As a tourist in the city of London, it seems nearly impossible to not experience the phenomenon known as “religious tourism.” Before I even try to define the term, let me first explain where I’m coming from. Almost no matter what your interested in seeing in London, it’s impossible to experience it without acknowledging the rich religious history that this city clearly has. If you want to see different eras of architecture, there’s a cathedral for that. If you want to see different styles of art, there’s a cathedral for that. Especially if you want to see anything historical, there are a many cathedrals for that.
In addition to the fact that there is such a rich religious history, in such a world capital there is a rich religious diversity. There is probably a place of worship for you here. Though I haven’t yet, I plan on visiting what is the very first Swedenborgian church ever, really, the first one! I think it would be cool to see the differences and similarities to what I grew up attending, especially considering my grandfather was the preacher. Were there things lost in translation, or even translocation?
My theory of religious tourism however sits at this. Though exposure to the deep history and significant diversity is an amazing opportunity, and one that should be seized, its not the best way to fully explore religion. As I’m somewhat expecting to find when I visit the church under the same name I grew up attending, I’ll still be an outsider, little more than a tourist to them. I think these are the fears that I have, not only seeing what I’ve already been exposed to, but in also visiting places of worship that I have much less exposure too.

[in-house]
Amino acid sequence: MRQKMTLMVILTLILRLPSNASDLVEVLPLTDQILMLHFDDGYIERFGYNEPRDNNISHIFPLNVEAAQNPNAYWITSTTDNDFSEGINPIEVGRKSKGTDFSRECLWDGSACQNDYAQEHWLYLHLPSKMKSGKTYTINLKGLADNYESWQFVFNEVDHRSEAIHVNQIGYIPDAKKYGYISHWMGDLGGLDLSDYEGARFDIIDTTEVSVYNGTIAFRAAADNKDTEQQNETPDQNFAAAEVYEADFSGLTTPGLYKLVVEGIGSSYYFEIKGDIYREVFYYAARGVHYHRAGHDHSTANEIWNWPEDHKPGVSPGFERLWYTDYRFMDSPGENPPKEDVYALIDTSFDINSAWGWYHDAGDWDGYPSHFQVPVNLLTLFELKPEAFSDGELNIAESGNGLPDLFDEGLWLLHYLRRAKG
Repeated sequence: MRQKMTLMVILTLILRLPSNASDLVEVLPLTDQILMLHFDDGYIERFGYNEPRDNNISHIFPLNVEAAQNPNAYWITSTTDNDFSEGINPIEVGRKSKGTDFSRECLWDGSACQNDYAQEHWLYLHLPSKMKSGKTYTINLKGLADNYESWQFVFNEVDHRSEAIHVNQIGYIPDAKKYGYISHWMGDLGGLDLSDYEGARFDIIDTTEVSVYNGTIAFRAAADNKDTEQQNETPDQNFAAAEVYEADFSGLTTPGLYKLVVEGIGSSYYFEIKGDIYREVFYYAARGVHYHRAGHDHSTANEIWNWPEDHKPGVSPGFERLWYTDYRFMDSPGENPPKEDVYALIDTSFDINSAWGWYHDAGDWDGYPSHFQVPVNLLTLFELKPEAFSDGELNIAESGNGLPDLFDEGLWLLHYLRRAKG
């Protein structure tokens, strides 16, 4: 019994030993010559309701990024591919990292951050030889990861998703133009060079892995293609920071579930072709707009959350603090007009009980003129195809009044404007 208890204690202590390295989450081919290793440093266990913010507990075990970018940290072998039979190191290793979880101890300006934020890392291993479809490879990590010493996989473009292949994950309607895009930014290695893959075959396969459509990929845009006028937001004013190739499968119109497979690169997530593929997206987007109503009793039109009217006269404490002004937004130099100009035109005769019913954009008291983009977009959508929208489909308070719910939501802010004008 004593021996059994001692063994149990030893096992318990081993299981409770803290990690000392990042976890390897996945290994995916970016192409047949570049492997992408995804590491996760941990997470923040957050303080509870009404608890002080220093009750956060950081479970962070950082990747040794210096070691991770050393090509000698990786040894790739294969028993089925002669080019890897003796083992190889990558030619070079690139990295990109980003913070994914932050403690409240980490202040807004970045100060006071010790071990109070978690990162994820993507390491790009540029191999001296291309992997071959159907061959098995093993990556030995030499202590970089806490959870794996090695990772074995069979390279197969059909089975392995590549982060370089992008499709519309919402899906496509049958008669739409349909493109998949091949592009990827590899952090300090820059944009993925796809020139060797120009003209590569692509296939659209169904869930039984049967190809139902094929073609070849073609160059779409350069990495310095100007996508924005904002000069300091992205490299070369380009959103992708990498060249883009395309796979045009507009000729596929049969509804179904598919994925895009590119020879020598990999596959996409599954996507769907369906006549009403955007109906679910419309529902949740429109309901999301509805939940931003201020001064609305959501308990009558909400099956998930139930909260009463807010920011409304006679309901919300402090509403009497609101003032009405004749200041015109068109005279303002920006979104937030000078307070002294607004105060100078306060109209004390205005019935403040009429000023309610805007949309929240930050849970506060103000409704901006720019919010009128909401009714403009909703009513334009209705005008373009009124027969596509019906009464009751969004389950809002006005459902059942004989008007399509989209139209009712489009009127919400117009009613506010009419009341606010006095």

I fear that although I’ll be able see and hear these different religions, I would never be able to truly feel where they are coming from, and if I cannot feel how they are feeling how would I be able to understand it. I think, though, that this is the trouble with studying religion in any sense. You can know the literature, the morals, the traditions, but you can never know how they feel.
But the “religious tourism sword”, is as well, double-edged. If these sacred places are consistently exposed to a flow of tourists, how genuine is it really? I saw a lot of this at Westminster Abbey. They consistently announced over a PA system that Westminster is “first and foremost a place of worship” right before they held prayers, lets be honest, that doesn’t seem intimate or genuine, as a church should be. How can someone pray over the consistent shuffling of tourists and chants of tour guides? I fear, that places that truly want to be first and foremost a place of worship, they would almost express bitterness towards tourists who come just to look, not to experience or feel. While on the other side as a tourist, you can’t help but feel that you’re just being disrespectful and disrupting peoples prayer and meditation.